Plot: “When Puss in Boots discovers that his passion for adventure has taken its toll and he has burned through eight of his nine lives, he launches an epic journey to restore them by finding the mythical Last Wish.” -IMDB
Review: I’ll be honest with you. I had no intention of ever watching Puss in Boots: The Last Wish. Then it secured a Best Animated Feature at the 2023 Academy Awards. Every year, I do my best to watch every single nominated film, so I knew I would cross paths with this film.
Watching the trailer, nothing beyond the beautiful animation style impressed me. I was sure I would witness another desperate sequel grabbing at any available cash that the studio could wring out of the Shrek franchise.
Friends, I am here happily to report that I was wrong. Puss in Boots: The Last Wish is a beautiful meditation on life, death, and legacy. It has profound things to say about friendship, belonging, and measuring a life well lived; something I never expected from a franchise that gave us a talking donkey and gum drop buttons. Simply put, the humor and honesty of this film mesmerized me.
Puss (Antonio Banderas) has tested fate more times than he can bother to count. When confronted with the reality that he really should have been counting, Puss does what would come naturally for any of us facing death. He retires from the limelight to wallow in relative safety, relishing his one remaining life.
Of course, legends can never stay in the shadows for long. At his “retirement community” for cats, Puss meets Perrito (Harvey Guillen), a confused dog desperately in need of a friend, but beaming with eternal optimism. He also crosses paths with Goldilocks (Florence Pugh) and the Three Bears who want to use Puss to track down the Wishing Star. Puss, who faked his own death before arriving at the community, tricks the Goldilocks’ crew. Thinking he’s dead, they pursue another course, but learning of the Wishing Star gives Puss an idea. If he can reach the star before the others, then eternal, or at the very least, a longer life could be his.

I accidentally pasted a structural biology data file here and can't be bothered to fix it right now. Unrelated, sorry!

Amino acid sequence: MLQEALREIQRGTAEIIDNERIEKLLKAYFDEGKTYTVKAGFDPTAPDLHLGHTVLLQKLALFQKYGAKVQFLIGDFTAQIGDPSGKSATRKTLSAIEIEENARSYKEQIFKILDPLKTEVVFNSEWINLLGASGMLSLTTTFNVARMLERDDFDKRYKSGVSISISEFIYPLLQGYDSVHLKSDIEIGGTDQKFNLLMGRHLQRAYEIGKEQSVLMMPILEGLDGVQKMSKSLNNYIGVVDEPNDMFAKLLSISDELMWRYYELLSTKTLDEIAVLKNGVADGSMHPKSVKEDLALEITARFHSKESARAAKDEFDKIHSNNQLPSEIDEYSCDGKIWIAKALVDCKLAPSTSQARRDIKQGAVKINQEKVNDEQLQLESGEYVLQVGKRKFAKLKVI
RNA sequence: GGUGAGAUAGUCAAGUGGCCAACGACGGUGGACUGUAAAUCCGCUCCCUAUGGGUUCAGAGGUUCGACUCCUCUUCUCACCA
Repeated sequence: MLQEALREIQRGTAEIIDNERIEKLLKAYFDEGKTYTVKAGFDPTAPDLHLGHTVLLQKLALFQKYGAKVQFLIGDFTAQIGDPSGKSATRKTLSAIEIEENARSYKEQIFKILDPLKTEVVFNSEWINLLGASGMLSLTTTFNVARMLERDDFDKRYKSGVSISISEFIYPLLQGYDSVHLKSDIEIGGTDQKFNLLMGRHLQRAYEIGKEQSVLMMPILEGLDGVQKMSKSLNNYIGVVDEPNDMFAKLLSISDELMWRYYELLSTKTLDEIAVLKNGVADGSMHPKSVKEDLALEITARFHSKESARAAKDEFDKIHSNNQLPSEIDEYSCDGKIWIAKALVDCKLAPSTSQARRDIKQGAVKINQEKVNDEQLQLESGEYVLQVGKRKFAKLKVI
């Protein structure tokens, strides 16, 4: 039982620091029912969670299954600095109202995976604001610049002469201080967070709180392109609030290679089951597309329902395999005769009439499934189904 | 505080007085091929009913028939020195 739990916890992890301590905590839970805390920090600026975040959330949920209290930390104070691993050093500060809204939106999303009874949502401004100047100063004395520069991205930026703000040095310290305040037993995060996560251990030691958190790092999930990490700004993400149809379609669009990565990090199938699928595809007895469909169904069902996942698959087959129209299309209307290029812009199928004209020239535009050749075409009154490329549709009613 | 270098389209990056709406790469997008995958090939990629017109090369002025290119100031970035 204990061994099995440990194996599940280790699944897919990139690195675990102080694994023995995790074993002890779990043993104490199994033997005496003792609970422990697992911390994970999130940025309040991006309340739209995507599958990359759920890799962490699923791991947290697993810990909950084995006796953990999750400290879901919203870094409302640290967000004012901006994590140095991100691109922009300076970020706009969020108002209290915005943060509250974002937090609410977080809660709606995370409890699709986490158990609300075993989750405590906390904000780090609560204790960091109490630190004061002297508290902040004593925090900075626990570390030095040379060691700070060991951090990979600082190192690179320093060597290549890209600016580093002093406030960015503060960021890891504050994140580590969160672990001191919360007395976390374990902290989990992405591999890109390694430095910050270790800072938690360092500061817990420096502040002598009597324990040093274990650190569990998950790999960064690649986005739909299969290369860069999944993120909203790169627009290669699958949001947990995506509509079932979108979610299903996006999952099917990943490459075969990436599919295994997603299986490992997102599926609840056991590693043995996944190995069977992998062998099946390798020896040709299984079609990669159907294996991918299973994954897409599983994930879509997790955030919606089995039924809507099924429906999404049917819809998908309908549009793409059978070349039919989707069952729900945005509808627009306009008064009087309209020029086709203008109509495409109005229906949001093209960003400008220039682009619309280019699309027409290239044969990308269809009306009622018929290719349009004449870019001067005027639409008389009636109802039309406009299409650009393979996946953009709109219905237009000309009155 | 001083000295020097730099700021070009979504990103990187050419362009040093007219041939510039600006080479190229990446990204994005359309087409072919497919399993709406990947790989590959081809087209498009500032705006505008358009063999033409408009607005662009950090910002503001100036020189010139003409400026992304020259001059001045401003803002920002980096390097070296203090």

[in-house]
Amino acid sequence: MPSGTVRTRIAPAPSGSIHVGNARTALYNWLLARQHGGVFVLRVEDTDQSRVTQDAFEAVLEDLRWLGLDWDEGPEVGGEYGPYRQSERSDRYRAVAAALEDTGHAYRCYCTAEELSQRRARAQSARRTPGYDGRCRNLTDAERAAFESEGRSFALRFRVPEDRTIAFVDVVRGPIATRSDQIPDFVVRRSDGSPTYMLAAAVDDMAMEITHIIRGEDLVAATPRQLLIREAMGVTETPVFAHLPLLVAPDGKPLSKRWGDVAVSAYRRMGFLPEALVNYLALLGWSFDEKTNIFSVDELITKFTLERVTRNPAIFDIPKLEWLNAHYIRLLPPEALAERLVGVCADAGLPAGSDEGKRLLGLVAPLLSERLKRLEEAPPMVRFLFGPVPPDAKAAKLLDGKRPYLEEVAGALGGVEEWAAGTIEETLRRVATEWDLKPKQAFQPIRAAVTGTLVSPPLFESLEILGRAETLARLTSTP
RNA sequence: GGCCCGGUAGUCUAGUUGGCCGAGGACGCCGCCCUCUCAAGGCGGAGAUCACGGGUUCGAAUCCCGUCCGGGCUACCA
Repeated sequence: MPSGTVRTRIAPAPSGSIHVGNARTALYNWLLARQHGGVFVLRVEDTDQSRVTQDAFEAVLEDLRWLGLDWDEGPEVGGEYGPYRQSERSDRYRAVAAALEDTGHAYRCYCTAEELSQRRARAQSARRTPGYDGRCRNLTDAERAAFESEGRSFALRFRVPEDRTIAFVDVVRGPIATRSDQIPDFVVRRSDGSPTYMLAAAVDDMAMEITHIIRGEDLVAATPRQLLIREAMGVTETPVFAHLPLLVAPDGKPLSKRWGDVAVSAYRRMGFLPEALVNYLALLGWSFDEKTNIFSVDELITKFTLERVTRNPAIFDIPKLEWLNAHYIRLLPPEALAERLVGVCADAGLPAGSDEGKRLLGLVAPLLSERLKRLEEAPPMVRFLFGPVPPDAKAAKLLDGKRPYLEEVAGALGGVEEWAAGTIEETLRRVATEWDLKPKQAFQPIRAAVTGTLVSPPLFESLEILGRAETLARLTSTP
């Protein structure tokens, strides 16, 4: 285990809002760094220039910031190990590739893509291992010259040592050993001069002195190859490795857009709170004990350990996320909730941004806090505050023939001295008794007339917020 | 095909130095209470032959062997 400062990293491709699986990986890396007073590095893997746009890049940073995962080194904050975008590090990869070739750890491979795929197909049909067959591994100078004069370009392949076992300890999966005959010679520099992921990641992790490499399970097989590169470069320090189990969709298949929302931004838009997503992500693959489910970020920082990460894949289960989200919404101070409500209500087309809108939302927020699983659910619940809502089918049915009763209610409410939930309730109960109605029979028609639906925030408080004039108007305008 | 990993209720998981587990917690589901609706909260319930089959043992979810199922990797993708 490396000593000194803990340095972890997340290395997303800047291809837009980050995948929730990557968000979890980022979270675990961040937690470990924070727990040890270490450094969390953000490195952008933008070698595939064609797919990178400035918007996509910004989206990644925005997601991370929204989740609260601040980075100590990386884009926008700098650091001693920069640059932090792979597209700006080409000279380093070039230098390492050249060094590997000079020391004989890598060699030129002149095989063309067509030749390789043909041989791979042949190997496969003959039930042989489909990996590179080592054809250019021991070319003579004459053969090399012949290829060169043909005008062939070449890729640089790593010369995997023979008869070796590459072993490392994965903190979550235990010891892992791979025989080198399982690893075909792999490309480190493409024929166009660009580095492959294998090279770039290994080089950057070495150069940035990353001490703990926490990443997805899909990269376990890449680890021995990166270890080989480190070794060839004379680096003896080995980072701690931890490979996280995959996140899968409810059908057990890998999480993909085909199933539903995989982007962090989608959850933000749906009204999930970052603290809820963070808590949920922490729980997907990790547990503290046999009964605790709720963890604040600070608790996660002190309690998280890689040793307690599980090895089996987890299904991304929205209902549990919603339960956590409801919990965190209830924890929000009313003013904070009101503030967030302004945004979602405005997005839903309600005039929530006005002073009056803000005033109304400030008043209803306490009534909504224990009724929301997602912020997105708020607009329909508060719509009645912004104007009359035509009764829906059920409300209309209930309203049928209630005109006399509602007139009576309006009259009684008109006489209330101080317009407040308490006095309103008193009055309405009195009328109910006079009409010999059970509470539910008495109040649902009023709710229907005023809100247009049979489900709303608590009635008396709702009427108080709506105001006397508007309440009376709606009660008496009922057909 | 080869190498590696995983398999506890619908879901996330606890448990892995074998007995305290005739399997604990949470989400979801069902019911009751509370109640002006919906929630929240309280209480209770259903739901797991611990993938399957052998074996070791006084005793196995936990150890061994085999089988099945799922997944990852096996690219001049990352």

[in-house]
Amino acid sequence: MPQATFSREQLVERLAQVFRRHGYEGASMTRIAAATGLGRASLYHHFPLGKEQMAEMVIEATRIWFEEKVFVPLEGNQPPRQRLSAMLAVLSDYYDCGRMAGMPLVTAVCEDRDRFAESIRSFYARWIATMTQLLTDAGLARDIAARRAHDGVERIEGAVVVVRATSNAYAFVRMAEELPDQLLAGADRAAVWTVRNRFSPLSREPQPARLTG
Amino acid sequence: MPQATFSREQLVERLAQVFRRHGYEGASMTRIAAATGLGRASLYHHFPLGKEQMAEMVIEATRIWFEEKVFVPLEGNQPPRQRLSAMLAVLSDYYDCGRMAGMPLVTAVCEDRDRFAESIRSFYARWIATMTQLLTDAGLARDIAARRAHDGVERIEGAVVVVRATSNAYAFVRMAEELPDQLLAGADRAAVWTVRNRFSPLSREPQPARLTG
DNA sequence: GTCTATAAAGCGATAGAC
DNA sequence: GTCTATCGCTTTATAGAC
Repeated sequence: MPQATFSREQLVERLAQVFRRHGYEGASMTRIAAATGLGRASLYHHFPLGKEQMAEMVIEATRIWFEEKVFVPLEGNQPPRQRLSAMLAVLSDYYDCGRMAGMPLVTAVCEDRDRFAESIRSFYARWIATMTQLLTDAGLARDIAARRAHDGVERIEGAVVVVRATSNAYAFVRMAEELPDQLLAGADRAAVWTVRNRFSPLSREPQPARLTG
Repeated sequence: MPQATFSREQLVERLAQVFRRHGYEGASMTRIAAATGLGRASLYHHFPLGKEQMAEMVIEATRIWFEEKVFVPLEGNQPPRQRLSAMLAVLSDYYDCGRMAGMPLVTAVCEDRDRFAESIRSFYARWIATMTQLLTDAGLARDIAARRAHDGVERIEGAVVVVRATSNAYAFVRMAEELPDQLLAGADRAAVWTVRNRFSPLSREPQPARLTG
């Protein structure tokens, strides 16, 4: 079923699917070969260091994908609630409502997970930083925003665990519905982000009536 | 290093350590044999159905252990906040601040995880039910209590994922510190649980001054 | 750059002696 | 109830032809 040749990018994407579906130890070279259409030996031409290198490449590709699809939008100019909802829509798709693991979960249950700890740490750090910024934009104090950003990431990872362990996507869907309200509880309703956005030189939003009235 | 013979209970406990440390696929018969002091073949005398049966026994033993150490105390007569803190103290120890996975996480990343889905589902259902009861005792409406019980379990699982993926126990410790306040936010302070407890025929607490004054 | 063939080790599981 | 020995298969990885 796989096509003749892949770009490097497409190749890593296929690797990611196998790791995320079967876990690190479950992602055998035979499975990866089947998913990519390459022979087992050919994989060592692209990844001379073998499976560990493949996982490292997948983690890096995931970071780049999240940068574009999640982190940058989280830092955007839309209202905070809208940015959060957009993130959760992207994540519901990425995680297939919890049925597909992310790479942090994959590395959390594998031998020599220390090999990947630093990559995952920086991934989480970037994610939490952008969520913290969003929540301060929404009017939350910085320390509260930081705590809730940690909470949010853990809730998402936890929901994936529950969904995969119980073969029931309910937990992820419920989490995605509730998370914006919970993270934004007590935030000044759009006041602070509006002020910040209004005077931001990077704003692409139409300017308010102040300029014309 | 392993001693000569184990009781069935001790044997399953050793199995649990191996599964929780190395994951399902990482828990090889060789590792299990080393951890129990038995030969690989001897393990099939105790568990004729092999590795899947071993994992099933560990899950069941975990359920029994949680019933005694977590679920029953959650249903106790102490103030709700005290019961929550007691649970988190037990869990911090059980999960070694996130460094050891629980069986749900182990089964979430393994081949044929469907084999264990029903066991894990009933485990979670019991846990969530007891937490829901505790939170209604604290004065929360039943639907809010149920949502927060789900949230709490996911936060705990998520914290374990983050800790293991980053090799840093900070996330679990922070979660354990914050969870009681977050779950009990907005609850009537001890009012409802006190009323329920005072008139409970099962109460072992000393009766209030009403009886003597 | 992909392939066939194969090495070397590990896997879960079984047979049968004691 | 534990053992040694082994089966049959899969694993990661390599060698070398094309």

This franchise has always brilliantly used well known and loved fairy tales as standing characters and plot lines, but some of their best work might appear in this film. Weaving together stories of death, Goldilocks, Big Jack Horner, and much more was a wildly creative move to add another layer of humor and heart to this film.
Getting to the Wishing Star will be an arduous journey. To do so, Puss must steal a map from Big Jack Horner (John Mulaney) who is a collector of magical artifacts. But Puss isn’t alone in his quest. His ex-fiancée, Kitty Softpaws (Salma Hayek), has her own ambitions. Again, another layer of intrigue, and countless opportunities for humor and heart.
Barely escaping the violent reach of Big Jack Horner, Puss and Kitty call a truce and agree to work together. With Perrito in tow, they head for the dangers of the Dark Forest to chase down the Wishing Star, but Big Jack and Goldilocks are hot on their heels. This chase sets up a final showdown that was beautiful to watch unfold.
In those final scenes (which I won’t spoil), we learn life is meant to be shared and our mortality is nothing to be feared. In fact, the finite nature of life makes living special.
This film really had no business being this good. It isn’t my favorite animated release of the year, but it is a top competitor for sure and worthy of your attention.
Be good to each other,
Visit Nathan at